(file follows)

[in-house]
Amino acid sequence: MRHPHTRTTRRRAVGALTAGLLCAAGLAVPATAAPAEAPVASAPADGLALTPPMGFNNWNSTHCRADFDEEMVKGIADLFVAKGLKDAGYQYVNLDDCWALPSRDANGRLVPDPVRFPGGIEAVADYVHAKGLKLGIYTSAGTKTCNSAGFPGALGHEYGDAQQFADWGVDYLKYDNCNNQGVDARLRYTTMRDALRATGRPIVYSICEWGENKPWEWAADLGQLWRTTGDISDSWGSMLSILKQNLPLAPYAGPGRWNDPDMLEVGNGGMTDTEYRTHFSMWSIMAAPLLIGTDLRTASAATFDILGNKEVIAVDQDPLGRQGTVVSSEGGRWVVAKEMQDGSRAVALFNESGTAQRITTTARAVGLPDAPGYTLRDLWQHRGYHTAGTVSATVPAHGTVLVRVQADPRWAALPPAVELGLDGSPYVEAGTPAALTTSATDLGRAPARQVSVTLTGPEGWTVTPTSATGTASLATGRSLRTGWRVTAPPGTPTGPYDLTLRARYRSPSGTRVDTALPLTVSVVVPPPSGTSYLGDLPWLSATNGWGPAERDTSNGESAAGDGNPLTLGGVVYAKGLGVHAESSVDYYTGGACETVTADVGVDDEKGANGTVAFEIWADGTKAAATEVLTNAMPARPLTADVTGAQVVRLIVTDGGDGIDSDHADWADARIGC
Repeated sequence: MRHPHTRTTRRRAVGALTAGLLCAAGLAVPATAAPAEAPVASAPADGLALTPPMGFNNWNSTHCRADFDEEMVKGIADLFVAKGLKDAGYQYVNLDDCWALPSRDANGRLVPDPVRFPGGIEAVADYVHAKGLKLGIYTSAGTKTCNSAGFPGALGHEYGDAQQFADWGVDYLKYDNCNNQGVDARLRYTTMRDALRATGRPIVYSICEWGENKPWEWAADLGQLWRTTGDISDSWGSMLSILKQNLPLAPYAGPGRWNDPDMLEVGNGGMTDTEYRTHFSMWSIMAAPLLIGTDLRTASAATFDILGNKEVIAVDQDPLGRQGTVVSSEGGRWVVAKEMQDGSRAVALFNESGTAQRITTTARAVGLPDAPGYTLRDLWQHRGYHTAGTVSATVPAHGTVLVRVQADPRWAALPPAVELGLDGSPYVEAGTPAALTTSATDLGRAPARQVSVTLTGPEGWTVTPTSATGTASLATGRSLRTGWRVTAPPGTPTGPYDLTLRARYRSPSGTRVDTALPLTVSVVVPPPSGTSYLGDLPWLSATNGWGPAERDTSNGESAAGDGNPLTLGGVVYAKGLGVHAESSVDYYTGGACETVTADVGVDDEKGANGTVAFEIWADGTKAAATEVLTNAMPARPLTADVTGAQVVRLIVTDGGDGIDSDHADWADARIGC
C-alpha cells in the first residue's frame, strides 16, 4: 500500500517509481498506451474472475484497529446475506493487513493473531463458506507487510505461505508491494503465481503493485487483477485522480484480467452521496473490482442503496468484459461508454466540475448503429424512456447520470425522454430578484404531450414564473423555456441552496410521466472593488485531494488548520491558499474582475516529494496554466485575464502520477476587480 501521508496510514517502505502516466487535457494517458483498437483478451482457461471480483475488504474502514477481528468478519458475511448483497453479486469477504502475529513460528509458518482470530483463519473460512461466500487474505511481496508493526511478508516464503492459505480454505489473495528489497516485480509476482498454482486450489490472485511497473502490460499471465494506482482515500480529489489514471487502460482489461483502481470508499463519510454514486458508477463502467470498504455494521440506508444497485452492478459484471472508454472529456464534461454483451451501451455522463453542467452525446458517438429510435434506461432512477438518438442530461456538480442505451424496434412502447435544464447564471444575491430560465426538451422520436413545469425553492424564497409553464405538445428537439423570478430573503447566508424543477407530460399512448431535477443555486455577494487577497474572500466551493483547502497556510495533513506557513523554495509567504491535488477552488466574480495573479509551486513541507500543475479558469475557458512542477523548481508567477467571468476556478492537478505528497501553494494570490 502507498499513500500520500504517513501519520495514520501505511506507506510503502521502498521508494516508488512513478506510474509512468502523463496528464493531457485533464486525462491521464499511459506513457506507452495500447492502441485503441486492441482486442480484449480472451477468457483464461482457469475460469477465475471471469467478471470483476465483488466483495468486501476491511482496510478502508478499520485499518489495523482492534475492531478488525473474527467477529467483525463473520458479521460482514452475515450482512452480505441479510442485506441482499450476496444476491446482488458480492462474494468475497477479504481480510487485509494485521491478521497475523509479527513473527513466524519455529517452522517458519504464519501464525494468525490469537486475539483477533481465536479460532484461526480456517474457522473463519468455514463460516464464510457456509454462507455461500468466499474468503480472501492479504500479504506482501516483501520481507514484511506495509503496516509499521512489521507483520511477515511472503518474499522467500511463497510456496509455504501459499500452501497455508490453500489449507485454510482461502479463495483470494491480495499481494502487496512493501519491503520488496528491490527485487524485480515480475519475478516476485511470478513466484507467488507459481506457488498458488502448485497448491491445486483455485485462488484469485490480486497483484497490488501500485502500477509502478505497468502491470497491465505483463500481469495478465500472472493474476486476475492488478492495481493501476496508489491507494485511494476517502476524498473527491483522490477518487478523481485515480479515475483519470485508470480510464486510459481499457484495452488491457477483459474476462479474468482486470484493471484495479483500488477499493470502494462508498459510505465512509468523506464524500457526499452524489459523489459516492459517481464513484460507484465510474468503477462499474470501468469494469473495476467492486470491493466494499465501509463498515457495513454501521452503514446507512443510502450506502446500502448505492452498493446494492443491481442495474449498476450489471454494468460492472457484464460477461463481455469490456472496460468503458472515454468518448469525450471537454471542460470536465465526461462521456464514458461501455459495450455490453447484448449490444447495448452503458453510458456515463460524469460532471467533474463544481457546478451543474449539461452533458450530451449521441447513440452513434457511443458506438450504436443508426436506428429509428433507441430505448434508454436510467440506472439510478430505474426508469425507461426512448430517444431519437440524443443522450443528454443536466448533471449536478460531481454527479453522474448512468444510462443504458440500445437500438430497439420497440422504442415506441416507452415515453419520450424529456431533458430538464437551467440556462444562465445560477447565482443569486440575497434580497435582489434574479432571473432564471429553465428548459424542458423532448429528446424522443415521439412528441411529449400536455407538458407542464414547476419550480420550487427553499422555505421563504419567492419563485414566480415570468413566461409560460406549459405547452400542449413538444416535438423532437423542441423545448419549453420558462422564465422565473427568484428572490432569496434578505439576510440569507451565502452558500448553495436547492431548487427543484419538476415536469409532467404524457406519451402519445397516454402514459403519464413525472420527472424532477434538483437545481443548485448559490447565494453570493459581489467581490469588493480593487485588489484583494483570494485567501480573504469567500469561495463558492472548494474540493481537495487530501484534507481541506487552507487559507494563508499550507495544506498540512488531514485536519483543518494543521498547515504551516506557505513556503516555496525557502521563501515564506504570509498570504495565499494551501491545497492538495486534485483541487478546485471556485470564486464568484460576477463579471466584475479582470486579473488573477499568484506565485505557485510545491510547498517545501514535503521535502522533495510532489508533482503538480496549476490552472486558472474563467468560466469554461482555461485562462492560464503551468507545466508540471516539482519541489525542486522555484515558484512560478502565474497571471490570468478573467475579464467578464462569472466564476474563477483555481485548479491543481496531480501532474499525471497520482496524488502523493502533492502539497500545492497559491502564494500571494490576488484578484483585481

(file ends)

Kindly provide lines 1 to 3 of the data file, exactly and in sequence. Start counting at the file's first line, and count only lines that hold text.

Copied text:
[in-house]
Amino acid sequence: MRHPHTRTTRRRAVGALTAGLLCAAGLAVPATAAPAEAPVASAPADGLALTPPMGFNNWNSTHCRADFDEEMVKGIADLFVAKGLKDAGYQYVNLDDCWALPSRDANGRLVPDPVRFPGGIEAVADYVHAKGLKLGIYTSAGTKTCNSAGFPGALGHEYGDAQQFADWGVDYLKYDNCNNQGVDARLRYTTMRDALRATGRPIVYSICEWGENKPWEWAADLGQLWRTTGDISDSWGSMLSILKQNLPLAPYAGPGRWNDPDMLEVGNGGMTDTEYRTHFSMWSIMAAPLLIGTDLRTASAATFDILGNKEVIAVDQDPLGRQGTVVSSEGGRWVVAKEMQDGSRAVALFNESGTAQRITTTARAVGLPDAPGYTLRDLWQHRGYHTAGTVSATVPAHGTVLVRVQADPRWAALPPAVELGLDGSPYVEAGTPAALTTSATDLGRAPARQVSVTLTGPEGWTVTPTSATGTASLATGRSLRTGWRVTAPPGTPTGPYDLTLRARYRSPSGTRVDTALPLTVSVVVPPPSGTSYLGDLPWLSATNGWGPAERDTSNGESAAGDGNPLTLGGVVYAKGLGVHAESSVDYYTGGACETVTADVGVDDEKGANGTVAFEIWADGTKAAATEVLTNAMPARPLTADVTGAQVVRLIVTDGGDGIDSDHADWADARIGC
Repeated sequence: MRHPHTRTTRRRAVGALTAGLLCAAGLAVPATAAPAEAPVASAPADGLALTPPMGFNNWNSTHCRADFDEEMVKGIADLFVAKGLKDAGYQYVNLDDCWALPSRDANGRLVPDPVRFPGGIEAVADYVHAKGLKLGIYTSAGTKTCNSAGFPGALGHEYGDAQQFADWGVDYLKYDNCNNQGVDARLRYTTMRDALRATGRPIVYSICEWGENKPWEWAADLGQLWRTTGDISDSWGSMLSILKQNLPLAPYAGPGRWNDPDMLEVGNGGMTDTEYRTHFSMWSIMAAPLLIGTDLRTASAATFDILGNKEVIAVDQDPLGRQGTVVSSEGGRWVVAKEMQDGSRAVALFNESGTAQRITTTARAVGLPDAPGYTLRDLWQHRGYHTAGTVSATVPAHGTVLVRVQADPRWAALPPAVELGLDGSPYVEAGTPAALTTSATDLGRAPARQVSVTLTGPEGWTVTPTSATGTASLATGRSLRTGWRVTAPPGTPTGPYDLTLRARYRSPSGTRVDTALPLTVSVVVPPPSGTSYLGDLPWLSATNGWGPAERDTSNGESAAGDGNPLTLGGVVYAKGLGVHAESSVDYYTGGACETVTADVGVDDEKGANGTVAFEIWADGTKAAATEVLTNAMPARPLTADVTGAQVVRLIVTDGGDGIDSDHADWADARIGC